Abraham Bowman facts for kids
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|Died||November 9, 1837
|Known for||Early Kentucky pioneer, landowner and statesman; American Revolutionary War officer and commander of the "German Regiment".|
|Spouse(s)||Sarah Henry (1782–1837)|
|Parent(s)||George Bowman and Mary Hite|
|Relatives||Jost Hite, grandfather
John Jacob Bowman, brother
Capt. Isaac Bowman, brother
Maj. Joseph Bowman, brother
Col. John Bowman, brother
John Bryan Bowman, grandson
Colonel Abraham Bowman (October 16, 1749 – November 9, 1837) was an 18th-century American frontiersman and American Revolutionary War military officer. Bowman served as an officer and later commanded the 8th Virginia Regiment popularly known as the "German Regiment".
He and his brothers Colonel John Bowman (1738–1784), Major Joseph Bowman (c. 1752 – 1779), and Captain Isaac Bowman (1757–1826) were among the earliest settlers in Kentucky and were excellent horsemen known as the "Four Centaurs of Cedar Creek". His grandson, John Bryan Bowman, founded Kentucky University and the Agricultural and Mechanical College of Kentucky. His father George Bowman and grandfather Jost Hite were both well-known Virginian pioneers and the first to explore and settle Shenandoah Valley.
Born to George Bowman and Mary Hite (the eldest daughter of Jost Hite), he was raised on the Bowman family estate on Cedar Creek near Strasburg, Virginia. In 1766, the 17-year-old Bowman played a prominent role in the defence of the area against an Indian raiding party. When one of his neighbors, the daughter of George Miller, arrived at his home seeking help from an Indian raiding party, he took a gun and rode to Miller's home where he was joined by another young man, Thomas Newell. However, they arrived too late to save Miller and his family who were found "weltering in their own blood". He and Newell were part of the party who pursued the raiders and, overtaking them at South Branch Mountain, killed one of them and rescued a Rachel Dellinger. Her infant child had been killed by her captors near the Capon River.
He was one of the first justices of the peace in Shenandoah County during 1772 and 1773 as well as being appointed a justice in Dunmore County, Virginia, in 1774. He and three other brothers arrived in Kentucky during the mid-1770s, later helping establish and settle Bowman Station and present-day Fayette County, Kentucky. He was also a close friend of fellow frontiersman Daniel Boone and was part of the expedition which explored Dick's River.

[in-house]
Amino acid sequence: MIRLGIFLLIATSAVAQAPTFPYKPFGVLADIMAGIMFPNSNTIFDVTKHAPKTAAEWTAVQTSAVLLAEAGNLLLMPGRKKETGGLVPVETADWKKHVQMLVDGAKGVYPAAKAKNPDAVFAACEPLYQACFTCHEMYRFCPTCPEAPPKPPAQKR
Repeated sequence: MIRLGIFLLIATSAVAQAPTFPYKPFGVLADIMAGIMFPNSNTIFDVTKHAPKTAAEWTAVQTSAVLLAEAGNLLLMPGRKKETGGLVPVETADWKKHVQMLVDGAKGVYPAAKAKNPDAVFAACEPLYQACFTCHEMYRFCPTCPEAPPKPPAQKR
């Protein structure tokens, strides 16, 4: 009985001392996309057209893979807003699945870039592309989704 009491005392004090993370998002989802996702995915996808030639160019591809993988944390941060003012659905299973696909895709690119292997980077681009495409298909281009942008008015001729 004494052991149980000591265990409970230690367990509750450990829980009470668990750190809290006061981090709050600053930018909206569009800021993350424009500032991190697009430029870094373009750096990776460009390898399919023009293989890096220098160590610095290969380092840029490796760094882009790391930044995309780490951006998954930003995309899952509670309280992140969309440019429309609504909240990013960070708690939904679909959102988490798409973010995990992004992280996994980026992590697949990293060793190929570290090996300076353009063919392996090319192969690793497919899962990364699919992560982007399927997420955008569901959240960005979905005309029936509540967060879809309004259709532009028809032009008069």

He enlisted in the Virginia militia shortly before the American Revolutionary War and, commissioned a lieutenant-colonel by the Virginia Convention on January 12, 1776, he served under Colonel Peter Muhlenberg in the 8th Virginia Regiment, otherwise known as the famous "German Regiment" of the Virginia Line. He participated in battles at Ticonderoga, Monmouth, Germantown and Valley Forge. Made a full colonel in March 1777, he assumed command of the regiment after Muhlenberg was made a brigadier general and led in regiment during the Battle of Brandywine and Yorktown, where he led the last charge against the enemy redoubts. Among the Kentucky veterans awarded land grants by the federal government at Clark's Grant, Bowman received the largest with 7,590 acres (30.7 km2).
Resigning his commission in 1779, he returned to Kentucky with a party of 30 families that fall and founded Bowman's Station in Madison County, Kentucky. Settling in Fayette County many years later, he also participated in defending Kentucky against Indian raids with his brother John, Colonel-Commandant of the Kentucky County Militia.
He later became a prominent landowner in Kentucky County eventually acquiring 8,000 acres (32 km2) six miles (10 km) southwest of Lexington and later constructed one of the first brick houses to be built in the state. He often entertained former Revolutionary War veterans, most notably General Marquis de Lafayette when he stayed in Lexington in 1824. Active in politics, Bowman was elected on first bench of justices in Lincoln County, Kentucky and later represented Fayette County in the Kentucky constitutional convention in 1825.
He died at his estate near Lexington, Kentucky, on November 9, 1837, at the age of 88. He was survived by his wife, Sarah Henry, and their children.
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